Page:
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NATIONAL BESTSELLER • “Exciting and provocative . . . A tour de force of a book that begs to be seen as well as to be read.”—The Washington Post Book World

World renowned scientist Carl Sagan and acclaimed author Ann Druyan have written a Roots for the human species, a lucid and riveting account of how humans got to be the way we are. Shadows of Forgotten Ancestors is a thrilling saga that starts with the origin of the Earth. It shows with humor and drama that many of our key traits—self-awareness, technology, family ties, submission to authority, hatred for those a little different from ourselves, reason, and ethics—are rooted in the deep past, and illuminated by our kinship with other animals.

Sagan and Druyan conduct a breathtaking journey through space and time, zeroing in on critical turning points in evolutionary history, and tracing the origins of sex, altruism, violence, rape, and dominance. Their book culminates in a stunningly original examination of the connection between primate and human traits. Astonishing in its scope, brilliant in its insights, and an absolutely compelling read, Shadows of Forgotten Ancestors is a triumph of popular science.

From the Publisher

Carl Sagan''s reputation is truly awesome (in the old sense of the word), and his writing is terrific. He won the Pulitzer prize; he hosted the Peabody & Emmy award-winning series Cosmos; and the book of the same title is the best-selling science book every published in the English language. His wife, Ann Druyan, collaborated with him on many projects.

Mr. Sagan made an immediate connection with a lot of people -- his books are written in such accessible language and with so much wit and intelligence that they have changed not only the way we look at science but also the way we look at life.

This book especially touched many people''s lives -- mine included.

A. Krijgsman
Associate Managing Editor

From the Inside Flap

"Dazzling...A feast. Absorbing and elegantly written, it tells of theorigins of life on earth, describes its variety and charaacter, and culminates in a discussion of human nature and teh complex traces ofhumankind''s evolutionary past...It is an amazing story masterfully told."
FINANCIAL TIMES (LONDON)
World renowned scientist Carl Sagan and acclaimed author Ann Druyan have written a ROOTS for the human species, a lucid and riveting account of how humans got to be the way we are. It shows with humor and drama that many of our key traits--self-awareness, technology, family ties, submission to authority, hatred for those a little different from ourselves, reason, and ethics--are rooted in the deep past, and illuminated by our kinship with other animals. Astonishing in its scope, brilliant in its insights, and an absolutely compelling read, SHADOWS OF FORGOTTEN ANCESTORS is a triumph of popular science.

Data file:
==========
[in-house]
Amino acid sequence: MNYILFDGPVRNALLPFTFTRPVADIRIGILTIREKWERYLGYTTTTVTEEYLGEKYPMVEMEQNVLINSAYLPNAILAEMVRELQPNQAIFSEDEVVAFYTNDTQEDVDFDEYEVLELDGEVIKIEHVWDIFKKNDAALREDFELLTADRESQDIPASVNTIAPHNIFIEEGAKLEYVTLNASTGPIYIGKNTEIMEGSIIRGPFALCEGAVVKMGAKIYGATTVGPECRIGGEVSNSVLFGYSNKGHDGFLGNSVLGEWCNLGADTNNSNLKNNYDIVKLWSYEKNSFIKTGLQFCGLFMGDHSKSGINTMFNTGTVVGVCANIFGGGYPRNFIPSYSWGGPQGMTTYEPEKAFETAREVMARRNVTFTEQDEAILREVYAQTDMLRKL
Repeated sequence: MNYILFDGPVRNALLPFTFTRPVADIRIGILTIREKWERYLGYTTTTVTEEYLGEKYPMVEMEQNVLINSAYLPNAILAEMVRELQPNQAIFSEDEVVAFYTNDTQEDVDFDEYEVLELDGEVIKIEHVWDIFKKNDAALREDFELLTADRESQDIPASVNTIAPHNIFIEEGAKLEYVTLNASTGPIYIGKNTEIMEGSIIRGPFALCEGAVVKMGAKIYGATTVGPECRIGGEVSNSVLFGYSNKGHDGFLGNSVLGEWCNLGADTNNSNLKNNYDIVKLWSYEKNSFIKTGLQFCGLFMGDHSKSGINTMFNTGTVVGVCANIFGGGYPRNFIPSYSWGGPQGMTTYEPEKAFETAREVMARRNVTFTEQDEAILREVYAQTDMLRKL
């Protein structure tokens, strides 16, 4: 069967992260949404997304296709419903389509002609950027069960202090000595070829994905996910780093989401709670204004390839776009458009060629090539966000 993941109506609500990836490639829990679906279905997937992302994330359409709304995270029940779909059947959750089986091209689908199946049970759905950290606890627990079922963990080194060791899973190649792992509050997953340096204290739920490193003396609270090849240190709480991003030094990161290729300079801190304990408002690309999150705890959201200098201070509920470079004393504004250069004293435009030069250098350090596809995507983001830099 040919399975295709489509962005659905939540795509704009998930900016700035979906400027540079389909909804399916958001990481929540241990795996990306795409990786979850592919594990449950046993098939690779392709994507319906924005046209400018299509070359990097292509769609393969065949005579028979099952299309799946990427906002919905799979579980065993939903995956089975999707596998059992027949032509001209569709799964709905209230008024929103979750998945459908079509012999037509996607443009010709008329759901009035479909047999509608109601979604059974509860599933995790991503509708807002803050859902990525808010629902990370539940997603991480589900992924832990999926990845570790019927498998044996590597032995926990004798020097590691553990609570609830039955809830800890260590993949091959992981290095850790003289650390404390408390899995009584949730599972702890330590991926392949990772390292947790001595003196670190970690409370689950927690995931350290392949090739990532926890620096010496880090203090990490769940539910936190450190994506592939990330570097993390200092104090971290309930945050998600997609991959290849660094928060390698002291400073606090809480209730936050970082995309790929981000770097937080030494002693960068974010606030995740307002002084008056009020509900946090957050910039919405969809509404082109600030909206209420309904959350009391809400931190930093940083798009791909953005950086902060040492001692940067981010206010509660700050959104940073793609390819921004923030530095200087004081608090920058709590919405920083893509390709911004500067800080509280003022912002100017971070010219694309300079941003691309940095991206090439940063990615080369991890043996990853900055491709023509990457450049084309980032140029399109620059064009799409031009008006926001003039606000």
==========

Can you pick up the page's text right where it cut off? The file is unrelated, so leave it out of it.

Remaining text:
From the Back Cover

"Dazzling...A feast. Absorbing and elegantly written, it tells of theorigins of life on earth, describes its variety and charaacter, and culminates in a discussion of human nature and teh complex traces ofhumankind''s evolutionary past...It is an amazing story masterfully told."
FINANCIAL TIMES (LONDON)
World renowned scientist Carl Sagan and acclaimed author Ann Druyan have written a ROOTS for the human species, a lucid and riveting account of how humans got to be the way we are. It shows with humor and drama that many of our key traits--self-awareness, technology, family ties, submission to authority, hatred for those a little different from ourselves, reason, and ethics--are rooted in the deep past, and illuminated by our kinship with other animals. Astonishing in its scope, brilliant in its insights, and an absolutely compelling read, SHADOWS OF FORGOTTEN ANCESTORS is a triumph of popular science.

About the Author

Carl Sagan served as the David Duncan Professor of Astronomy and Space Sciences and Director of the Laboratory for Planetary Studies at Cornell University. He played a leading role in the Mariner, Viking, Voyager, and Galileo spacecraft expeditions, for which he received the NASA Medals for Exceptional Scientific Achievement and (twice) for Distinguished Public Service.
 
His Emmy- and Peabody–winning television series, Cosmos, became the most widely watched series in the history of American public television. The accompanying book, also called Cosmos, is one of the bestselling science books ever published in the English language. Dr. Sagan received the Pulitzer Prize, the Oersted Medal, and many other awards—including twenty honorary degrees from American colleges and universities—for his contributions to science, literature, education, and the preservation of the environment. In their posthumous award to Dr. Sagan of their highest honor, the National Science Foundation declared that his “research transformed planetary science . . . his gifts to mankind were infinite." Dr. Sagan died on December 20, 1996.